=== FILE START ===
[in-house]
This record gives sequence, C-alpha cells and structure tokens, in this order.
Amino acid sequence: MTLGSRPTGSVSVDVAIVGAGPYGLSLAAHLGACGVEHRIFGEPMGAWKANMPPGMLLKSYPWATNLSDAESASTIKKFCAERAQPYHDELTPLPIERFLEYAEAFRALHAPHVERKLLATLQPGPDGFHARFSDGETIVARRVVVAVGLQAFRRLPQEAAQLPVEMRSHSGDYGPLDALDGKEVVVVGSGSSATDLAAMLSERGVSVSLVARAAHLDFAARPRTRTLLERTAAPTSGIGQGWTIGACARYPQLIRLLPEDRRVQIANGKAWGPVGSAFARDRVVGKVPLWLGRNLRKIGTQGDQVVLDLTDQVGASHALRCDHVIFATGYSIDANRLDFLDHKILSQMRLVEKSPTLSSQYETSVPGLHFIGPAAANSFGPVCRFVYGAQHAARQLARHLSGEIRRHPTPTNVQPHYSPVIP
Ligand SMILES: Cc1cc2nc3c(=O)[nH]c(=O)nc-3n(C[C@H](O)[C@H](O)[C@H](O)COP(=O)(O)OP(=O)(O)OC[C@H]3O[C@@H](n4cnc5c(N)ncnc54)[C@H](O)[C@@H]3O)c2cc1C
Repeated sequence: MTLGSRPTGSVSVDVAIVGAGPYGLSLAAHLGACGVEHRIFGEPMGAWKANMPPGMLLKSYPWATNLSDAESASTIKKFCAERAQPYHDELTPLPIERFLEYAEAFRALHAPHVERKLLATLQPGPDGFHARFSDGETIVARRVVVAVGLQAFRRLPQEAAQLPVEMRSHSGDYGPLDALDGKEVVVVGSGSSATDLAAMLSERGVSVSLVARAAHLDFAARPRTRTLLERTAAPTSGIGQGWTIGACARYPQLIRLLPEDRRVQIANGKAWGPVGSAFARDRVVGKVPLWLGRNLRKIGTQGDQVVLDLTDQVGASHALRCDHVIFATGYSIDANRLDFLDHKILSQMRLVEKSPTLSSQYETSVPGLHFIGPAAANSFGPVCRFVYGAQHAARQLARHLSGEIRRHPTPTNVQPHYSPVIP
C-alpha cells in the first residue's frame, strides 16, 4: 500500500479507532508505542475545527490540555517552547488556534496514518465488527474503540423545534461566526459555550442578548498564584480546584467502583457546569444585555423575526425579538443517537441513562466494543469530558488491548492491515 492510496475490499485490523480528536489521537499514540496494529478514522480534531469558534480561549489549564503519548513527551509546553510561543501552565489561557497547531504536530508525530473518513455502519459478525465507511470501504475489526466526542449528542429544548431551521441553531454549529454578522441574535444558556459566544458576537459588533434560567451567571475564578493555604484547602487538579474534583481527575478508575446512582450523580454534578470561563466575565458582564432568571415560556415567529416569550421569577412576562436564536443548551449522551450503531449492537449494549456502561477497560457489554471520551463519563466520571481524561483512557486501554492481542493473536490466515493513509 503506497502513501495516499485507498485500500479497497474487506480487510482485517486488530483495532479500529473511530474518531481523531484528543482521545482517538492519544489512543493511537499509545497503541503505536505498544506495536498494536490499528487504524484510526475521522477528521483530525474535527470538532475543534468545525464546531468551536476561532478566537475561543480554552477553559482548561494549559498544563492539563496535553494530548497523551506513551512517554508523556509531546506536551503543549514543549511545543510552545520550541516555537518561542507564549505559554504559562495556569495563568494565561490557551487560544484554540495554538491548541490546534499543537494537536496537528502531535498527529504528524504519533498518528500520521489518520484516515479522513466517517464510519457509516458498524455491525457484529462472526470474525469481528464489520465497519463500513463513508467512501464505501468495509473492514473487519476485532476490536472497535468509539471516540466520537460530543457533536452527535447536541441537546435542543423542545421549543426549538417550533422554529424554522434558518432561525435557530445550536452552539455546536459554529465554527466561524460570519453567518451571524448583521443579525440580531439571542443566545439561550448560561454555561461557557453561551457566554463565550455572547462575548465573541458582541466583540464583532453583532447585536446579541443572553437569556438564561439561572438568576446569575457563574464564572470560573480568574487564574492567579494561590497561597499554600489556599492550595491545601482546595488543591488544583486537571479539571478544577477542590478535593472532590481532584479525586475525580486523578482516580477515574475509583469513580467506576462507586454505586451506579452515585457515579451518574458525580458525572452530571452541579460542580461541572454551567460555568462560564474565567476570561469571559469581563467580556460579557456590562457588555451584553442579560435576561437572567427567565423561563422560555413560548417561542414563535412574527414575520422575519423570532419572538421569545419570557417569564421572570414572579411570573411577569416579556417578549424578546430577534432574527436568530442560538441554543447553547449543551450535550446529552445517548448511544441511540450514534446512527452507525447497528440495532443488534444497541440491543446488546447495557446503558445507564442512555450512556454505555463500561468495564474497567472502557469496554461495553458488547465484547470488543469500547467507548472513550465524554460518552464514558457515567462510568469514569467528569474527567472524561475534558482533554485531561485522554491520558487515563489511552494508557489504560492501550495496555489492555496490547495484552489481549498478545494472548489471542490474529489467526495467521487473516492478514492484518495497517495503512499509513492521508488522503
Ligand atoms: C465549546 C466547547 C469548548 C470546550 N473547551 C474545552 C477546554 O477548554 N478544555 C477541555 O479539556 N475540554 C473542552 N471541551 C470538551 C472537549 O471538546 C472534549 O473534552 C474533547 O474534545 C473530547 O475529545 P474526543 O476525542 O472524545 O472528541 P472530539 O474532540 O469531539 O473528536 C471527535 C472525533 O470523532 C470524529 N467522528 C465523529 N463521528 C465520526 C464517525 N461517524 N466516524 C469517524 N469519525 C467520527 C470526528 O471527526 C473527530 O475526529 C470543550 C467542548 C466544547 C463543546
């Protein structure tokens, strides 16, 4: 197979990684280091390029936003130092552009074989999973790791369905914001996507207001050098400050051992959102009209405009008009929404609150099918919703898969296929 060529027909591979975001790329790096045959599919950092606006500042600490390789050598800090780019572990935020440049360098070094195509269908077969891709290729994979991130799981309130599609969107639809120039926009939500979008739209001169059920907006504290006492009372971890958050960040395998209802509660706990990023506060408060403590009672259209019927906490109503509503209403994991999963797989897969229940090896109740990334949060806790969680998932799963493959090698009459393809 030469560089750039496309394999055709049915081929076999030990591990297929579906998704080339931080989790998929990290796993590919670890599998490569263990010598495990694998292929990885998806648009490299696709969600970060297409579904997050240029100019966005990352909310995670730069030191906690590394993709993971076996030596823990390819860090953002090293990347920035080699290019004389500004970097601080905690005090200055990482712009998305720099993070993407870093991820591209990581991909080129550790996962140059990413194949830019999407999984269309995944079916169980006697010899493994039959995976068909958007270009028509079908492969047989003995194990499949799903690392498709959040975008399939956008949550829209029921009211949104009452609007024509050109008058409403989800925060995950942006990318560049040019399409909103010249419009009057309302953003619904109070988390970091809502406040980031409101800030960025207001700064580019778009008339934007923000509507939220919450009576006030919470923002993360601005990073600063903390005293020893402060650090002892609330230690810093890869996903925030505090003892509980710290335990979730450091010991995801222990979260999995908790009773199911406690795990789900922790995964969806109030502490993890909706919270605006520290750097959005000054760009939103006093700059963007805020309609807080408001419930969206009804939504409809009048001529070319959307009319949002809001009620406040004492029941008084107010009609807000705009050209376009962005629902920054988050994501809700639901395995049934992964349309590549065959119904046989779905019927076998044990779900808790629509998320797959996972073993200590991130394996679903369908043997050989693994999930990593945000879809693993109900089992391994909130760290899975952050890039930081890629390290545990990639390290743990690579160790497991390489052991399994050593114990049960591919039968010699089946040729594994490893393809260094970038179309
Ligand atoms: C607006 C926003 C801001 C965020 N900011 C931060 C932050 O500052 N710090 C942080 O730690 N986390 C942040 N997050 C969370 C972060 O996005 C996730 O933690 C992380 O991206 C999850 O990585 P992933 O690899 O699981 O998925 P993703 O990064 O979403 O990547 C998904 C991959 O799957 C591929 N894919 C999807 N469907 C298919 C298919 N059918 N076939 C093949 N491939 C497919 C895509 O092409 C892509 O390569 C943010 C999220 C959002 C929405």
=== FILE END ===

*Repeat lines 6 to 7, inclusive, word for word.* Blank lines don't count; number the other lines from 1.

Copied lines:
C-alpha cells in the first residue's frame, strides 16, 4: 500500500479507532508505542475545527490540555517552547488556534496514518465488527474503540423545534461566526459555550442578548498564584480546584467502583457546569444585555423575526425579538443517537441513562466494543469530558488491548492491515 492510496475490499485490523480528536489521537499514540496494529478514522480534531469558534480561549489549564503519548513527551509546553510561543501552565489561557497547531504536530508525530473518513455502519459478525465507511470501504475489526466526542449528542429544548431551521441553531454549529454578522441574535444558556459566544458576537459588533434560567451567571475564578493555604484547602487538579474534583481527575478508575446512582450523580454534578470561563466575565458582564432568571415560556415567529416569550421569577412576562436564536443548551449522551450503531449492537449494549456502561477497560457489554471520551463519563466520571481524561483512557486501554492481542493473536490466515493513509 503506497502513501495516499485507498485500500479497497474487506480487510482485517486488530483495532479500529473511530474518531481523531484528543482521545482517538492519544489512543493511537499509545497503541503505536505498544506495536498494536490499528487504524484510526475521522477528521483530525474535527470538532475543534468545525464546531468551536476561532478566537475561543480554552477553559482548561494549559498544563492539563496535553494530548497523551506513551512517554508523556509531546506536551503543549514543549511545543510552545520550541516555537518561542507564549505559554504559562495556569495563568494565561490557551487560544484554540495554538491548541490546534499543537494537536496537528502531535498527529504528524504519533498518528500520521489518520484516515479522513466517517464510519457509516458498524455491525457484529462472526470474525469481528464489520465497519463500513463513508467512501464505501468495509473492514473487519476485532476490536472497535468509539471516540466520537460530543457533536452527535447536541441537546435542543423542545421549543426549538417550533422554529424554522434558518432561525435557530445550536452552539455546536459554529465554527466561524460570519453567518451571524448583521443579525440580531439571542443566545439561550448560561454555561461557557453561551457566554463565550455572547462575548465573541458582541466583540464583532453583532447585536446579541443572553437569556438564561439561572438568576446569575457563574464564572470560573480568574487564574492567579494561590497561597499554600489556599492550595491545601482546595488543591488544583486537571479539571478544577477542590478535593472532590481532584479525586475525580486523578482516580477515574475509583469513580467506576462507586454505586451506579452515585457515579451518574458525580458525572452530571452541579460542580461541572454551567460555568462560564474565567476570561469571559469581563467580556460579557456590562457588555451584553442579560435576561437572567427567565423561563422560555413560548417561542414563535412574527414575520422575519423570532419572538421569545419570557417569564421572570414572579411570573411577569416579556417578549424578546430577534432574527436568530442560538441554543447553547449543551450535550446529552445517548448511544441511540450514534446512527452507525447497528440495532443488534444497541440491543446488546447495557446503558445507564442512555450512556454505555463500561468495564474497567472502557469496554461495553458488547465484547470488543469500547467507548472513550465524554460518552464514558457515567462510568469514569467528569474527567472524561475534558482533554485531561485522554491520558487515563489511552494508557489504560492501550495496555489492555496490547495484552489481549498478545494472548489471542490474529489467526495467521487473516492478514492484518495497517495503512499509513492521508488522503
Ligand atoms: C465549546 C466547547 C469548548 C470546550 N473547551 C474545552 C477546554 O477548554 N478544555 C477541555 O479539556 N475540554 C473542552 N471541551 C470538551 C472537549 O471538546 C472534549 O473534552 C474533547 O474534545 C473530547 O475529545 P474526543 O476525542 O472524545 O472528541 P472530539 O474532540 O469531539 O473528536 C471527535 C472525533 O470523532 C470524529 N467522528 C465523529 N463521528 C465520526 C464517525 N461517524 N466516524 C469517524 N469519525 C467520527 C470526528 O471527526 C473527530 O475526529 C470543550 C467542548 C466544547 C463543546